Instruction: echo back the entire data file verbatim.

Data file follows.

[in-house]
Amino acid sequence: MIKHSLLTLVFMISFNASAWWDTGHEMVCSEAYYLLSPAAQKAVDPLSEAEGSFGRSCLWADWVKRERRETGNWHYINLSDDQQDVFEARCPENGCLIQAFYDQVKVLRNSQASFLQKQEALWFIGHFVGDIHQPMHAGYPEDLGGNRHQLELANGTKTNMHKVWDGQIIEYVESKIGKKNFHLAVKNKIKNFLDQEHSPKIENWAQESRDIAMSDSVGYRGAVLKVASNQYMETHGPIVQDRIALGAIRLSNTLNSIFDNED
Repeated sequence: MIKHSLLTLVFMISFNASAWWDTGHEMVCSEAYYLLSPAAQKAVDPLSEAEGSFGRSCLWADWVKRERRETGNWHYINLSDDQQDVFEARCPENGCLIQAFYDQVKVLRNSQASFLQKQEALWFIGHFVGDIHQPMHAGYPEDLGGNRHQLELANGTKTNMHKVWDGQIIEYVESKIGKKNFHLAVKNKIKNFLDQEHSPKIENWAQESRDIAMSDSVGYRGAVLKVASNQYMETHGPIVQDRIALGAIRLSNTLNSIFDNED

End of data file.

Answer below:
[in-house]
Amino acid sequence: MIKHSLLTLVFMISFNASAWWDTGHEMVCSEAYYLLSPAAQKAVDPLSEAEGSFGRSCLWADWVKRERRETGNWHYINLSDDQQDVFEARCPENGCLIQAFYDQVKVLRNSQASFLQKQEALWFIGHFVGDIHQPMHAGYPEDLGGNRHQLELANGTKTNMHKVWDGQIIEYVESKIGKKNFHLAVKNKIKNFLDQEHSPKIENWAQESRDIAMSDSVGYRGAVLKVASNQYMETHGPIVQDRIALGAIRLSNTLNSIFDNED
Repeated sequence: MIKHSLLTLVFMISFNASAWWDTGHEMVCSEAYYLLSPAAQKAVDPLSEAEGSFGRSCLWADWVKRERRETGNWHYINLSDDQQDVFEARCPENGCLIQAFYDQVKVLRNSQASFLQKQEALWFIGHFVGDIHQPMHAGYPEDLGGNRHQLELANGTKTNMHKVWDGQIIEYVESKIGKKNFHLAVKNKIKNFLDQEHSPKIENWAQESRDIAMSDSVGYRGAVLKVASNQYMETHGPIVQDRIALGAIRLSNTLNSIFDNED